Article

Natural killer cells: Walking three paths down memory lane

University of California, San Francisco, San Francisco, California, United States
Trends in Immunology (Impact Factor: 10.4). 03/2013; 34(6). DOI: 10.1016/j.it.2013.02.005
Source: PubMed

ABSTRACT

Immunological memory has traditionally been regarded as a unique feature of the adaptive immune response, mediated in an antigen-specific manner by T and B lymphocytes. All other hematopoietic cells, including natural killer (NK) cells, are classified as innate immune cells, which have been considered short-lived but can respond rapidly against pathogens in a manner not thought to be driven by antigen. Interestingly, NK cells have recently been shown to survive long term after antigen exposure and subsequently mediate antigen-specific recall responses. In this review, we address the similarities between, and the controversies surrounding, three major viewpoints of NK memory that have arisen from these recent studies: (i) mouse cytomegalovirus (MCMV)-induced memory; (ii) cytokine-induced memory; and (iii) liver-restricted memory cells.

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Available from: Yosuke Kamimura, Jun 05, 2014
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    • "In regards to the latter, NK cells have been described as having some aspects of memory, with changed phenotype lasting long after exposure to infection [35] [36]. In addition to detectible receptor expression, NK cells were shown here to respond to the TLR1/2 agonist, Pam3sk4, and this induced activity correlated with hBD-3 induced activity (Fig. 6B). "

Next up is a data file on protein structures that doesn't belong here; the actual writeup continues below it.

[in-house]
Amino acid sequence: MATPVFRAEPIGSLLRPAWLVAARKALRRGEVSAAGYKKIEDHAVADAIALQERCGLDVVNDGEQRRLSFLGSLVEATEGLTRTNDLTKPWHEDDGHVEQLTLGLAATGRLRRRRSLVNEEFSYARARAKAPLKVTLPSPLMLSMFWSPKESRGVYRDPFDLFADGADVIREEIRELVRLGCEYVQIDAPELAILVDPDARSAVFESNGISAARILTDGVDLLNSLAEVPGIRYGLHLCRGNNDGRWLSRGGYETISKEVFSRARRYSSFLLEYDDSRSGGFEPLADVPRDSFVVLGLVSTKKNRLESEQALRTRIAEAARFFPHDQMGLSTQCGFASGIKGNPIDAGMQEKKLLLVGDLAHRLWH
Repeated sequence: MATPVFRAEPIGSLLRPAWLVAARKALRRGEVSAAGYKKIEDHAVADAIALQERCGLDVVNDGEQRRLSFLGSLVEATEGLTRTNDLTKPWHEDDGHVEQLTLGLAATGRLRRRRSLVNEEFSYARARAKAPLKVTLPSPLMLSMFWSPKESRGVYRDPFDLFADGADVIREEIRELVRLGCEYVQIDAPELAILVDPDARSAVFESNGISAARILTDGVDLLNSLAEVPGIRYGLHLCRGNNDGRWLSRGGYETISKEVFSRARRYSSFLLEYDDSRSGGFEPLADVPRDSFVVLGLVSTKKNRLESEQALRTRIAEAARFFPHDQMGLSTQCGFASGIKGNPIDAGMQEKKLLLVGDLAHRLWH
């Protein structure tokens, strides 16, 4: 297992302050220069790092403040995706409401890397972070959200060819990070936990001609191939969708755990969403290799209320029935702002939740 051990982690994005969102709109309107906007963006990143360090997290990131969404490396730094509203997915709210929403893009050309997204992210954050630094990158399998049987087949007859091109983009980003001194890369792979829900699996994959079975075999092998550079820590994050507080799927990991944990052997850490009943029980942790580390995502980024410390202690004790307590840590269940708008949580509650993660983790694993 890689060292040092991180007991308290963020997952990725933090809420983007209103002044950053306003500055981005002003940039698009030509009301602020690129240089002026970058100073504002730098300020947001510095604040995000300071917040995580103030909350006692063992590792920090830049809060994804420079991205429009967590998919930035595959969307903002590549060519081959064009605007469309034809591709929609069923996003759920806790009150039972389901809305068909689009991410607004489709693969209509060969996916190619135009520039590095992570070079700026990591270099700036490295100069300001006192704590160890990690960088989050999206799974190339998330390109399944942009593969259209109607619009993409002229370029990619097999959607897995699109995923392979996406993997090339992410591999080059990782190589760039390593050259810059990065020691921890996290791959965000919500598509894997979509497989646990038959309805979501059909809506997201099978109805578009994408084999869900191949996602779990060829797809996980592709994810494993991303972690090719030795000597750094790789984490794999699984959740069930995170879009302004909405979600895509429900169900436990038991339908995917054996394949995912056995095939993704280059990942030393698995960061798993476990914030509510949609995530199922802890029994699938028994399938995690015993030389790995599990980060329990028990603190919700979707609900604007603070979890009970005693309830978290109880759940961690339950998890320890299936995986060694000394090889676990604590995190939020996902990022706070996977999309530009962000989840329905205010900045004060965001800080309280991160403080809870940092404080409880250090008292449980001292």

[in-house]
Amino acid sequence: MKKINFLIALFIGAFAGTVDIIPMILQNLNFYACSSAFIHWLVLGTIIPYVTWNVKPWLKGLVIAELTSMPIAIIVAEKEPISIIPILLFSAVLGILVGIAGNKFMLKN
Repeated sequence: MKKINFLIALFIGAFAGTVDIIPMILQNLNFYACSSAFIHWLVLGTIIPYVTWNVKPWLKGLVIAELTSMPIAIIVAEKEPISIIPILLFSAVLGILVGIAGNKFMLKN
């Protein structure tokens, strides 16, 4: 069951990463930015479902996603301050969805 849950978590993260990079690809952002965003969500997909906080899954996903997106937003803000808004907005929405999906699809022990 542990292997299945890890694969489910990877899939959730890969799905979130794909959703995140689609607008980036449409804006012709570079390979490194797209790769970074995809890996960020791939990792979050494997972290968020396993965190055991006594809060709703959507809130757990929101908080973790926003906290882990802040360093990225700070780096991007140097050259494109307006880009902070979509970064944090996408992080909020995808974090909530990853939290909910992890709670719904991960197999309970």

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    • "Accumulating evidence now support that NK cells possess properties previously attributed to the adaptive immune system. Long-lived NK cells differentiate following viral infection; they exhibit functions that recall those of memory lymphocytes(reviewed in [159]. DNAM-1 was recently shown to play a critical role in the generation of memory NK cells following MCMV infection[160]. "
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    • "Prior studies have established that NK cells can mount an immune response with many of the features of adaptive immunity when challenged with viruses or chemical haptens (O'Leary et al., 2006; Sun et al., 2009a, 2010; Paust et al., 2010; Min-Oo et al., 2013). Here, we have examined whether alloantigens also elicit the expansion of alloantigen-specific NK cells with enhanced responses upon rechallenge. "
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    ABSTRACT: Natural killer (NK) cells provide important host defense against microbial pathogens and can generate a population of long-lived memory NK cells after infection or immunization. Here, we addressed whether NK cells can expand and differentiate after alloantigen stimulation, which may be important in hematopoietic stem cell and solid tissue transplantation. A subset of NK cell in C57BL/6 mice expresses the activating Ly49D receptor that is specific for H-2D(d). These Ly49D(+) NK cells can preferentially expand and differentiate when challenged with allogeneic H-2D(d) cells in the context of an inflammatory environment. H-2D(d) is also recognized by the inhibitory Ly49A receptor, which, when coexpressed on Ly49D(+) NK cells, suppresses the expansion of Ly49D(+) NK cells. Specificity of the secondary response of alloantigen-primed NK cells was defined by the expression of activating Ly49 receptors and regulated by the inhibitory receptors for MHC class I. Thus, the summation of signals through a repertoire of Ly49 receptors controls the adaptive immune features of NK cells responding to allogeneic cells.
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